# Harker – Efficiency Change

Haven’t posted anything in a while, so thought I’d throw out an update on the Harker season as we’ve played about 70% of our matches so far.

For those who aren’t familiar with Efficiency Change, it is the idea of looking at the result you get, minus the input/the hand you were dealt. For attacking, you were given an input of a perfect pass but you then made an attack error – you took a great situation and came out with a terrible result.

For serve & receive, we look at our average FBSO efficiency and see if the serve or the pass has helped or hurt your chances to FBSO. So for Harker when we receive, our FBSO efficiency is 0.216 (this includes kills, errors, and getting aced, but factors out opponent service errors). If we pass perfectly, that number goes up to 0.396. If we pass poorly, that number drops to around 0.100. If we get aced, that number drops to -1.000. So we take the output (quality of receive contact, here perfect is 0.396) and subtract the input (average FBSO eff of 0.216); this means a perfect pass has a Efficiency Change of 0.396-0.216 or +0.180. That makes a perfect pass 0.180 points above our expectation. This is great.

So in that first visual, those are the attacking numbers from all of our matches. Here are the actual ways that we calculate input and output efficiencies:

R is receive, D is dig, F is freeball, A is attack. Cover is…cover.

# is perfect, + is good, ! is medium, – is poor, = is error.

Again from that first attacking viz, you’ll likely see that Jarrett Anderson is consistently the attacker hitting above expectation. Billy Fan has evened out to a low positive – and Jeffrey Kwan hasn’t really been himself since getting back from the Best of the West tournament. Charlie Molin has steadied out as we’ve looked to get him more involved as a dump threat – and the next question is for the middle blocking positions. Vedanth has been too error prone is most matches, yet has had some big blocks in big games. Vance has steadied out as well over the last couple weeks and is figuring it out a little more. Liam is also in that mix though the final 4 matches were with him at outside. Brian Pinkston needs some more data to see where he falls, though he is easily the largest blocker in that position.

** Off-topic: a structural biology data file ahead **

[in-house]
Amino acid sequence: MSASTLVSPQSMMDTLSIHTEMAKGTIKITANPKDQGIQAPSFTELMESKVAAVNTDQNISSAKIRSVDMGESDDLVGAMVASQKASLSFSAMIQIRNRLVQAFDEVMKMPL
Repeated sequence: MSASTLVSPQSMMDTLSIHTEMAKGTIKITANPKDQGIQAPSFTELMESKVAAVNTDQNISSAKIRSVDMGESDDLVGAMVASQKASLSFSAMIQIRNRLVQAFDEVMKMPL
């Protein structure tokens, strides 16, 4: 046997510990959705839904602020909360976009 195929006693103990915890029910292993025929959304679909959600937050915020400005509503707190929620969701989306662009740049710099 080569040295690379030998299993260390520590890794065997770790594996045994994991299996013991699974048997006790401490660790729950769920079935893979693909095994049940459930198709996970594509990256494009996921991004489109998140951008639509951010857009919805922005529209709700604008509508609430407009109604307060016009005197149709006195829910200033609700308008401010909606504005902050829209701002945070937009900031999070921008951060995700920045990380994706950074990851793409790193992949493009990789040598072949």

So just for context, if you’re looking at a perfect dig (D#, 0.403 on the Input_Eff table) and you take that perfect dig and smash it for a kill off a defender (results in a D=, 1.000 on the Output_Eff table) then the difference is 1.000 – 0.403 or +0.597. Which is great. However, if you take that perfect dig and smash it out of bounds, we end up with -1.000-0.403 or -1.403 which is horrible. You’ve cost us over a point because you had a great situation and turned it into the best outcome for our opponent.

From the serving standpoint:

Jeffrey Kwan has been our top guy. Likely because he is just so low error and our block and defense makes it tough to score on us even in-system. Our jump spin guys in Charlie and Jarrett have been hot and cold and can hopefully find some rhythm moving into the later third of the season.

Below is how well Harker does when serving at our opponent. When the opponent gets aced, Harker wins at 1.000. When the opponent passes perfectly, Harker wins at -0.158 (so really we lose). On average, every time we serve, we expect to lose at 0.115 via the Input_Eff table – meaning the other team should FBSO (including our service errors, at 0.115).

Finally, from a reception standpoint:

Really the only guys to look at are Billy, Chris, and Jeffrey. They’ve been super steady throughout the season. It might be worthwhile to look at the breakdown by rotation to see if a passer struggles more in the left, middle, or right third of the court – or by the type of serve they encounter (spin, float, etc).

Here again is the breakdown specifically for those numbers:

Hopefully we can dive farther into how we can boost some of these numbers in the coming matches as we gear up for playoffs!

hmm